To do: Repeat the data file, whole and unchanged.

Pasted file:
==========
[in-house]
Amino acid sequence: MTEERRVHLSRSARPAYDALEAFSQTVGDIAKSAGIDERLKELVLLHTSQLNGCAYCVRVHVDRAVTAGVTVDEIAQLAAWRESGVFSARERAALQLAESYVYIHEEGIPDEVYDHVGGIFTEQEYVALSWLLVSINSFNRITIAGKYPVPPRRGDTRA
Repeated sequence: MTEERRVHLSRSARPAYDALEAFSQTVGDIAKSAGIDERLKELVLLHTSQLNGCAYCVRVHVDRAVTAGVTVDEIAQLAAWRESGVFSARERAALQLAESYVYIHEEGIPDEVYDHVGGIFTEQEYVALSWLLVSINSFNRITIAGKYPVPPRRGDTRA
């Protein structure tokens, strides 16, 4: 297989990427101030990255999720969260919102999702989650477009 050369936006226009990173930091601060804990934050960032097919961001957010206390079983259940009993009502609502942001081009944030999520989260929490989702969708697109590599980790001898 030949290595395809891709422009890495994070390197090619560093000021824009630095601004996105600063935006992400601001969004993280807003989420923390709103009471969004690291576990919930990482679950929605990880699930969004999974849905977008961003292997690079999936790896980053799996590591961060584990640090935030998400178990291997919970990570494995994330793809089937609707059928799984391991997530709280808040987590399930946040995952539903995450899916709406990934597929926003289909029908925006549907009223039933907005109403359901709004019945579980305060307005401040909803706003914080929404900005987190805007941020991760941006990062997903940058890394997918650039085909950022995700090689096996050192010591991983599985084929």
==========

[in-house]
Amino acid sequence: MTEERRVHLSRSARPAYDALEAFSQTVGDIAKSAGIDERLKELVLLHTSQLNGCAYCVRVHVDRAVTAGVTVDEIAQLAAWRESGVFSARERAALQLAESYVYIHEEGIPDEVYDHVGGIFTEQEYVALSWLLVSINSFNRITIAGKYPVPPRRGDTRA
Repeated sequence: MTEERRVHLSRSARPAYDALEAFSQTVGDIAKSAGIDERLKELVLLHTSQLNGCAYCVRVHVDRAVTAGVTVDEIAQLAAWRESGVFSARERAALQLAESYVYIHEEGIPDEVYDHVGGIFTEQEYVALSWLLVSINSFNRITIAGKYPVPPRRGDTRA
């Protein structure tokens, strides 16, 4: 297989990427101030990255999720969260919102999702989650477009 050369936006226009990173930091601060804990934050960032097919961001957010206390079983259940009993009502609502942001081009944030999520989260929490989702969708697109590599980790001898 030949290595395809891709422009890495994070390197090619560093000021824009630095601004996105600063935006992400601001969004993280807003989420923390709103009471969004690291576990919930990482679950929605990880699930969004999974849905977008961003292997690079999936790896980053799996590591961060584990640090935030998400178990291997919970990570494995994330793809089937609707059928799984391991997530709280808040987590399930946040995952539903995450899916709406990934597929926003289909029908925006549907009223039933907005109403359901709004019945579980305060307005401040909803706003914080929404900005987190805007941020991760941006990062997903940058890394997918650039085909950022995700090689096996050192010591991983599985084929």